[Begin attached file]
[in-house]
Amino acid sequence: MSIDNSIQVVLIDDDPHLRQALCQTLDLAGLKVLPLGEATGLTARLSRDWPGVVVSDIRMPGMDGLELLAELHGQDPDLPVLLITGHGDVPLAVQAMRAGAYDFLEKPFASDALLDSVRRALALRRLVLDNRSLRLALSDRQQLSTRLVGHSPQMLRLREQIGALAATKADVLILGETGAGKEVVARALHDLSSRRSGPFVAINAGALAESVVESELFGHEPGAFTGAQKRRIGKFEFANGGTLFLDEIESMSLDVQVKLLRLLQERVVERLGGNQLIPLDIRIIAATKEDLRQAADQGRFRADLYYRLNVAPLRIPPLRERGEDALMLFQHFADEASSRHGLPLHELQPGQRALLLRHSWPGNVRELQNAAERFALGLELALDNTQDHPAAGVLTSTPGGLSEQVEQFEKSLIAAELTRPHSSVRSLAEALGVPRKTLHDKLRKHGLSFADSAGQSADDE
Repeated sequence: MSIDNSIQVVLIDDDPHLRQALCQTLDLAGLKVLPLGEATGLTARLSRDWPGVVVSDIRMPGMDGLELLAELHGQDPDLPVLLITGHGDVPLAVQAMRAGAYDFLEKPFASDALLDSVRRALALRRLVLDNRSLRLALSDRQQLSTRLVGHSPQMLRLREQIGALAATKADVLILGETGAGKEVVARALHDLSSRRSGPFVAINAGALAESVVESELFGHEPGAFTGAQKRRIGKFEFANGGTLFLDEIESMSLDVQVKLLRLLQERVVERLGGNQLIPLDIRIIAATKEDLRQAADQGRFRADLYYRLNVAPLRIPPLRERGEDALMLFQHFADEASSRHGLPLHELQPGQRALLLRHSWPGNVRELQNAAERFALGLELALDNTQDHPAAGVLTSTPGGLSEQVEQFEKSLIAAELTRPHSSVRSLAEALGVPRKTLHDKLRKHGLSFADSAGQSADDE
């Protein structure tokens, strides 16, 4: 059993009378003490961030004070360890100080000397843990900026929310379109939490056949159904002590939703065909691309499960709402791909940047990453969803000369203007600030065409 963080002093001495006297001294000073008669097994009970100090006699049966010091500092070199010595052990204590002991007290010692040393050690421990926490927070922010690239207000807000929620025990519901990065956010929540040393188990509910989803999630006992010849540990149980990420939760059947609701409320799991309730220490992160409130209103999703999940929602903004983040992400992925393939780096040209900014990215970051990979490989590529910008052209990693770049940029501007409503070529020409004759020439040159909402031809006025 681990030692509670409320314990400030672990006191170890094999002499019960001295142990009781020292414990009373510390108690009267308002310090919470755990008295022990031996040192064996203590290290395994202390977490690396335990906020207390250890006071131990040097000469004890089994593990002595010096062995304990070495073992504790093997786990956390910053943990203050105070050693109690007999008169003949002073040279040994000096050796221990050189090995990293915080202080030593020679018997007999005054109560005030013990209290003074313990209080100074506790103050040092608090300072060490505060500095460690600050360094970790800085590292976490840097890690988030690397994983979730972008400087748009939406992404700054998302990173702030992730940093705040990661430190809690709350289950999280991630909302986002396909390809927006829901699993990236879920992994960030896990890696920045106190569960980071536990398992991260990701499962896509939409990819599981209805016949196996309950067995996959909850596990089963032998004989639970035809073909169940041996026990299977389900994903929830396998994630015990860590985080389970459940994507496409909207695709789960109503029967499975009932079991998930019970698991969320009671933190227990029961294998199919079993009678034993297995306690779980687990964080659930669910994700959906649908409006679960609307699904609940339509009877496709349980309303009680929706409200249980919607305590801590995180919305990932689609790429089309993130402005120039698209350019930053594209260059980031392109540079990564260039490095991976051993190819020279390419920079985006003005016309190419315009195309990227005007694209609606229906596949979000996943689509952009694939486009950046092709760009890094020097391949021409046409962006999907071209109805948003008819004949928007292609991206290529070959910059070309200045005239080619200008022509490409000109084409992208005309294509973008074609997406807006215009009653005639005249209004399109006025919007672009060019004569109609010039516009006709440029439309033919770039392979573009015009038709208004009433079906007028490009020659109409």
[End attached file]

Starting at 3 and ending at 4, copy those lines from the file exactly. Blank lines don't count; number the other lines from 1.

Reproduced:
Repeated sequence: MSIDNSIQVVLIDDDPHLRQALCQTLDLAGLKVLPLGEATGLTARLSRDWPGVVVSDIRMPGMDGLELLAELHGQDPDLPVLLITGHGDVPLAVQAMRAGAYDFLEKPFASDALLDSVRRALALRRLVLDNRSLRLALSDRQQLSTRLVGHSPQMLRLREQIGALAATKADVLILGETGAGKEVVARALHDLSSRRSGPFVAINAGALAESVVESELFGHEPGAFTGAQKRRIGKFEFANGGTLFLDEIESMSLDVQVKLLRLLQERVVERLGGNQLIPLDIRIIAATKEDLRQAADQGRFRADLYYRLNVAPLRIPPLRERGEDALMLFQHFADEASSRHGLPLHELQPGQRALLLRHSWPGNVRELQNAAERFALGLELALDNTQDHPAAGVLTSTPGGLSEQVEQFEKSLIAAELTRPHSSVRSLAEALGVPRKTLHDKLRKHGLSFADSAGQSADDE
């Protein structure tokens, strides 16, 4: 059993009378003490961030004070360890100080000397843990900026929310379109939490056949159904002590939703065909691309499960709402791909940047990453969803000369203007600030065409 963080002093001495006297001294000073008669097994009970100090006699049966010091500092070199010595052990204590002991007290010692040393050690421990926490927070922010690239207000807000929620025990519901990065956010929540040393188990509910989803999630006992010849540990149980990420939760059947609701409320799991309730220490992160409130209103999703999940929602903004983040992400992925393939780096040209900014990215970051990979490989590529910008052209990693770049940029501007409503070529020409004759020439040159909402031809006025 681990030692509670409320314990400030672990006191170890094999002499019960001295142990009781020292414990009373510390108690009267308002310090919470755990008295022990031996040192064996203590290290395994202390977490690396335990906020207390250890006071131990040097000469004890089994593990002595010096062995304990070495073992504790093997786990956390910053943990203050105070050693109690007999008169003949002073040279040994000096050796221990050189090995990293915080202080030593020679018997007999005054109560005030013990209290003074313990209080100074506790103050040092608090300072060490505060500095460690600050360094970790800085590292976490840097890690988030690397994983979730972008400087748009939406992404700054998302990173702030992730940093705040990661430190809690709350289950999280991630909302986002396909390809927006829901699993990236879920992994960030896990890696920045106190569960980071536990398992991260990701499962896509939409990819599981209805016949196996309950067995996959909850596990089963032998004989639970035809073909169940041996026990299977389900994903929830396998994630015990860590985080389970459940994507496409909207695709789960109503029967499975009932079991998930019970698991969320009671933190227990029961294998199919079993009678034993297995306690779980687990964080659930669910994700959906649908409006679960609307699904609940339509009877496709349980309303009680929706409200249980919607305590801590995180919305990932689609790429089309993130402005120039698209350019930053594209260059980031392109540079990564260039490095991976051993190819020279390419920079985006003005016309190419315009195309990227005007694209609606229906596949979000996943689509952009694939486009950046092709760009890094020097391949021409046409962006999907071209109805948003008819004949928007292609991206290529070959910059070309200045005239080619200008022509490409000109084409992208005309294509973008074609997406807006215009009653005639005249209004399109006025919007672009060019004569109609010039516009006709440029439309033919770039392979573009015009038709208004009433079906007028490009020659109409």